The rabies virus may spread among domesticated and wild animals alike. The primary animals from which people contract rabies are the following:

  • woodchucks
  • skunks
  • raccoons
  • monkeys
  • foxes
  • coyotes
  • beavers
  • rabbits
  • horses
  • goats
  • cows
  • cats
  • ferrets
  • bats
  • dogs

What Are the Steps to Take if Bitten by a Potentially Rabid Animal?

Should an animal have pricked or bitten you:

  • Wash the wound with soap and water as soon as you can. Use a 10% povidone-iodine solution if available.
  • Contact a healthcare provider or your public health department as soon as possible. Tell them what happened and give them as much information as you know about the animal. (Did it look like a pet or a wild animal? What kind of animal was it? How was it acting?)
  • Find out from your doctor which cleaning technique is best for the wound and if you require a rabies vaccination.
  • If you’ve been attacked by an aggressive wild animal, contact animal control.

You Can Also Read: Mosquito-Borne Diseases and How to Prevent Them

What is the Treatment for Obsessive-compulsive Disorder?

When symptoms appear, there is no recognized cure for rabies. As soon as possible, get in touch with a healthcare professional if you believe you have been exposed to rabies due to animal bites or contact with an infected person.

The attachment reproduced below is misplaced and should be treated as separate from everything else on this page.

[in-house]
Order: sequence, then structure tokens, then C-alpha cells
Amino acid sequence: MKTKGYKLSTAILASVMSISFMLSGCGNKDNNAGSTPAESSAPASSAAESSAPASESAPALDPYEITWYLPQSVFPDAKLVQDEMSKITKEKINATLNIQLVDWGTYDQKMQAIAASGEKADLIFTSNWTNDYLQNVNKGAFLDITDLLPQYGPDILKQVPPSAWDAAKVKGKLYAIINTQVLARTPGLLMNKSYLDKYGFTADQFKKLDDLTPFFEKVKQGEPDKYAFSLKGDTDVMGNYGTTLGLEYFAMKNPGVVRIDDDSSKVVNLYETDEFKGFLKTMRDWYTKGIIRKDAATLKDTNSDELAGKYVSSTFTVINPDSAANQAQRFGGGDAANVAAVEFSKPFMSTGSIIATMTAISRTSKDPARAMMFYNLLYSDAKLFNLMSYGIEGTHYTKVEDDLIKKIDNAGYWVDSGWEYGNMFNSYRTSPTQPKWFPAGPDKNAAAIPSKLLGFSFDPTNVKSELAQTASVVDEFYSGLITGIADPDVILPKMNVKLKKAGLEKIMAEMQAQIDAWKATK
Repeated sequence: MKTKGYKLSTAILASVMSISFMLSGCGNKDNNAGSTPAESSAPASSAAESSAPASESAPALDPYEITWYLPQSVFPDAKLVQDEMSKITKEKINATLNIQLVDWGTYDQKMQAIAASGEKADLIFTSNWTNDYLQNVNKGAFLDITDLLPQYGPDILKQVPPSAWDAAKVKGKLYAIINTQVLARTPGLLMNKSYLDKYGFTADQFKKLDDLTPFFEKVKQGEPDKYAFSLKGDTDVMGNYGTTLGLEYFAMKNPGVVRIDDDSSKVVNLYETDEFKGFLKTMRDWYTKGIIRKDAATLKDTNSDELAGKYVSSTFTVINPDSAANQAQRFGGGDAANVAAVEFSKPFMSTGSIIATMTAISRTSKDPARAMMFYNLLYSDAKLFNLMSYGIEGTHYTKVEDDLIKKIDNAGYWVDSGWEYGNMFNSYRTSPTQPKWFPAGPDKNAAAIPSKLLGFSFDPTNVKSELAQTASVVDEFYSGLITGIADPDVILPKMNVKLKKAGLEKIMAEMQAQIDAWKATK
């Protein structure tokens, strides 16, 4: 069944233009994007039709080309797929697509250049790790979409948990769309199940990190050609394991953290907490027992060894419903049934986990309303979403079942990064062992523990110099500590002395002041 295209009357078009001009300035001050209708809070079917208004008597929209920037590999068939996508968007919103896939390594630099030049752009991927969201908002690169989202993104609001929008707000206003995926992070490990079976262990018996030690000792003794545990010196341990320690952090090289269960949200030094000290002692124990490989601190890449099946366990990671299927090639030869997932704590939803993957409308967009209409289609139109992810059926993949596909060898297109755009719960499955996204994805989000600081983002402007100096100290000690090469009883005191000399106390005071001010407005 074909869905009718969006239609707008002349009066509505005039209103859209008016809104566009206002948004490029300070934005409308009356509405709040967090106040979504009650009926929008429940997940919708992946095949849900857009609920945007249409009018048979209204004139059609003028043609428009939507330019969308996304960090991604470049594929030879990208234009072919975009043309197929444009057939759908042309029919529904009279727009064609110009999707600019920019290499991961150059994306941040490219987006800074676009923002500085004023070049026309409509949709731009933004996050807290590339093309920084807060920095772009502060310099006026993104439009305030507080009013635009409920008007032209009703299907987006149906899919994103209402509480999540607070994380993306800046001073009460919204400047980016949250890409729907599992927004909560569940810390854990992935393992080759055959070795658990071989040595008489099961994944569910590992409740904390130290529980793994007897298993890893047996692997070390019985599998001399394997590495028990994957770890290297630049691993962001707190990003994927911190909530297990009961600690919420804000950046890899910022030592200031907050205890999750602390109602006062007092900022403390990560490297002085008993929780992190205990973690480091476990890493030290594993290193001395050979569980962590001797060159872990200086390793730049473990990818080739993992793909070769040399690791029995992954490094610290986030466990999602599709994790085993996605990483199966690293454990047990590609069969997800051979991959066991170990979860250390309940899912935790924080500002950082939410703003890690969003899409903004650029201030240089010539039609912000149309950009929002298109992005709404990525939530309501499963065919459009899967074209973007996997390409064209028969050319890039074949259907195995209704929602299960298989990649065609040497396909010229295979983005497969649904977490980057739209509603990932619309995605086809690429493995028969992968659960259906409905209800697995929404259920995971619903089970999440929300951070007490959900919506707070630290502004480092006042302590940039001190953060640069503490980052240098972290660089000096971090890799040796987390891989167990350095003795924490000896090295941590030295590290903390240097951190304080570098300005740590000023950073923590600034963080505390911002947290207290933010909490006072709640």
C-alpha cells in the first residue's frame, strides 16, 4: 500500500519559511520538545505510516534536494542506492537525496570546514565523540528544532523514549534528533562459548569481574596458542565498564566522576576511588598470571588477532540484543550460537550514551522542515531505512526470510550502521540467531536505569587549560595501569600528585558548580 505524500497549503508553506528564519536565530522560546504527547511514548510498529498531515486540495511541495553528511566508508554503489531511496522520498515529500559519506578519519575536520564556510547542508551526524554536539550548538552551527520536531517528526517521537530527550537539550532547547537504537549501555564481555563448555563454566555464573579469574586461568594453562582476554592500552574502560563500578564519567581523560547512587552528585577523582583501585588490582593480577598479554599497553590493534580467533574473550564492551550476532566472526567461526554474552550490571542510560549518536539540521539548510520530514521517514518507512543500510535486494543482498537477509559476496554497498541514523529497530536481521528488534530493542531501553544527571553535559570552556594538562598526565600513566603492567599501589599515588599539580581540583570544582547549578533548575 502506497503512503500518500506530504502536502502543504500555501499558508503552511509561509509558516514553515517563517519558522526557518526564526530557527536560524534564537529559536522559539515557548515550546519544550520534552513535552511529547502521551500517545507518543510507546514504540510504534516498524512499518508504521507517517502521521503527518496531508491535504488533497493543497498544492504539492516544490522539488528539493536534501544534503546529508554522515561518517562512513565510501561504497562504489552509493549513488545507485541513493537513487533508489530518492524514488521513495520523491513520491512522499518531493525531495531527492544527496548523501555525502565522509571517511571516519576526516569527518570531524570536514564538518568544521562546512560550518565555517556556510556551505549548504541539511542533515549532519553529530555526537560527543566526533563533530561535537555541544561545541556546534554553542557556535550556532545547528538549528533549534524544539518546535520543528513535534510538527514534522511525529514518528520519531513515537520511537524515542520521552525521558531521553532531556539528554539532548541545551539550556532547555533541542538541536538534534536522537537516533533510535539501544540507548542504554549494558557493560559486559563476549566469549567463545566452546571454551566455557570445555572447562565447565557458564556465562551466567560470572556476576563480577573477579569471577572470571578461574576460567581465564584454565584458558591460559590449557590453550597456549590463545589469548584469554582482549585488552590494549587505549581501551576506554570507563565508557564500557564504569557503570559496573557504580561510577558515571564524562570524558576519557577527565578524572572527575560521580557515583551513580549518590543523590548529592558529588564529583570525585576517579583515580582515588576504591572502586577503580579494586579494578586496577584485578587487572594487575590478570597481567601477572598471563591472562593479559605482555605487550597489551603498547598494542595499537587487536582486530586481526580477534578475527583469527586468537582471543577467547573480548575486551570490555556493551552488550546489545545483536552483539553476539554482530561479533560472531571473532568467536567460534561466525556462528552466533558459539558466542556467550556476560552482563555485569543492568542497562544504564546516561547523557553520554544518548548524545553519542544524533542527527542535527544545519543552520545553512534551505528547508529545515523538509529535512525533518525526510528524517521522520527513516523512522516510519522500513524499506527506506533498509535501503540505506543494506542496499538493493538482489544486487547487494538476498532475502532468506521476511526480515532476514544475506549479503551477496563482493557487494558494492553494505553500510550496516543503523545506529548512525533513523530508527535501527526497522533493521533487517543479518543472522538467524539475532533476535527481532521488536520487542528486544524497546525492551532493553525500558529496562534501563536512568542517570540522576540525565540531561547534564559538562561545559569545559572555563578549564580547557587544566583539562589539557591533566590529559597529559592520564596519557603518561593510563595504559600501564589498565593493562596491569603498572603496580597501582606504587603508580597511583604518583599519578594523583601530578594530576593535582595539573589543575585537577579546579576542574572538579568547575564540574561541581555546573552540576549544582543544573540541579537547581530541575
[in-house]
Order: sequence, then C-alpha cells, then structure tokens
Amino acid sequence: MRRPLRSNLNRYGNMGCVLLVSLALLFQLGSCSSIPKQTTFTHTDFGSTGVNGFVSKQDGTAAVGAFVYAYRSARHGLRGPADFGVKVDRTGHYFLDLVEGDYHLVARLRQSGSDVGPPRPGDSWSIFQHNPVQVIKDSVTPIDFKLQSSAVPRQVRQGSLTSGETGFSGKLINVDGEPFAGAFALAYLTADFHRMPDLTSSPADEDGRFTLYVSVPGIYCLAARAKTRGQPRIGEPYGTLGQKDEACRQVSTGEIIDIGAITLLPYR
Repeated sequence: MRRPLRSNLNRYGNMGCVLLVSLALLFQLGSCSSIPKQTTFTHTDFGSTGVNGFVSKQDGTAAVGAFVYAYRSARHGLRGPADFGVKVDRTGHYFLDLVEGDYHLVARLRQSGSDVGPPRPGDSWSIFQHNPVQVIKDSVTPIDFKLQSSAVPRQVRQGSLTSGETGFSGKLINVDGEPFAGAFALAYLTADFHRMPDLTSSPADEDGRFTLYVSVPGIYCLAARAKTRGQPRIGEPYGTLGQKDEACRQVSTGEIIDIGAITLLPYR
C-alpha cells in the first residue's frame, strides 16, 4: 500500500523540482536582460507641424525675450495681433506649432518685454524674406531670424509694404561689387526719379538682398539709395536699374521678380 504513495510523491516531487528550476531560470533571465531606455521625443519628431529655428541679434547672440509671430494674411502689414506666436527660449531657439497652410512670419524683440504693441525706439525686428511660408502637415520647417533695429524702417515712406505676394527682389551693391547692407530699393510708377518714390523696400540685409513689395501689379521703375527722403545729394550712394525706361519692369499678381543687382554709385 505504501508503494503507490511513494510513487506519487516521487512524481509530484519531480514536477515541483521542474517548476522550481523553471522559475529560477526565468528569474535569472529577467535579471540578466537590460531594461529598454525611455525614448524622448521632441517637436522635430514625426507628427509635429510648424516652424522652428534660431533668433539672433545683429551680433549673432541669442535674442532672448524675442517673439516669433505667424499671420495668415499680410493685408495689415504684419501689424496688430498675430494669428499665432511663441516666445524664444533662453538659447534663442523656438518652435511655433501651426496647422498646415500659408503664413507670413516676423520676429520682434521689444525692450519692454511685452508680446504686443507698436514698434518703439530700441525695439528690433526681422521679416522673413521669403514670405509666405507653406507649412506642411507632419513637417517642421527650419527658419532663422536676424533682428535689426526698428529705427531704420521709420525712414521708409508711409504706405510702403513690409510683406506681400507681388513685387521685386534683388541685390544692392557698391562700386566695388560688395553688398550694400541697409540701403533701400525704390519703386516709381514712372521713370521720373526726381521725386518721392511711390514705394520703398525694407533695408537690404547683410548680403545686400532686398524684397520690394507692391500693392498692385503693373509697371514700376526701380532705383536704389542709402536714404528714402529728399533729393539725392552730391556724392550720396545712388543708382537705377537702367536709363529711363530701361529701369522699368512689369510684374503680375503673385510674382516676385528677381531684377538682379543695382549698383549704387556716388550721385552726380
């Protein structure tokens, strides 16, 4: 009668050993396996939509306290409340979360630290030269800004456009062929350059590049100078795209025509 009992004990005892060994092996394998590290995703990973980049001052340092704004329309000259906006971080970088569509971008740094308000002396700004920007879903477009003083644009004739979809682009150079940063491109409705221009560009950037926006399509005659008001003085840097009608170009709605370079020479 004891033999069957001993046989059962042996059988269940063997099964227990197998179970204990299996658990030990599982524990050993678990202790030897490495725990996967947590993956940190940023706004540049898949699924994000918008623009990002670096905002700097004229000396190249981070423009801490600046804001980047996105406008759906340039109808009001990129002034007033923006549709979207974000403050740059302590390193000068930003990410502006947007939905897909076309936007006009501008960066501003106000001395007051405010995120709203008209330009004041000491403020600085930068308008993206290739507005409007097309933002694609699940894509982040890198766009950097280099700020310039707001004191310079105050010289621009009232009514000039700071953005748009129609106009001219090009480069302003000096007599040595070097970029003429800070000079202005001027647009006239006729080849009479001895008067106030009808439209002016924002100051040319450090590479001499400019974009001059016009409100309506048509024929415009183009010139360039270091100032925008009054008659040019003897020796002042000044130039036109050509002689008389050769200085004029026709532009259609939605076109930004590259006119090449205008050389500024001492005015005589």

Using soap and water, carefully yet completely clean the wound. For more information on cleansing the wound, ask your doctor.

To stop the virus from producing rabies, your healthcare professional will administer a series of doses, or vaccines. If you have never had a vaccination, they will also apply an antibody therapy directly to the wound.

Medications prevent an infection from travelling to your brain if you’ve been exposed to rabies (post-exposure prophylaxis/PEP). These medications are often combined:

  • Rabies Vaccine – Your doctor will administer four injections to you over fourteen days. Should you have had your vaccination before exposure, two injections would suffice. The vaccination instructs your body to eliminate the rabies virus before it has a chance to infect your brain.
  • Human Rabies Immune Globulin (HRIG) – You will receive injections around the wound from your doctor. The antibodies (infection-fighting molecules) that HRIG provides will kill the virus close to the wound until your body takes control. If you had a vaccination before your exposure, you shouldn’t get HRIG.

How Can You Prevent Rabies?

It is possible to avoid rabies. Avoiding contact with wild animals and making sure your pets are secure will help shield you against rabies exposure. If exposed, vaccination can stop rabies before symptoms appear.

  • Make sure your pets’ vaccinations are up-to-date. This includes dogs and cats.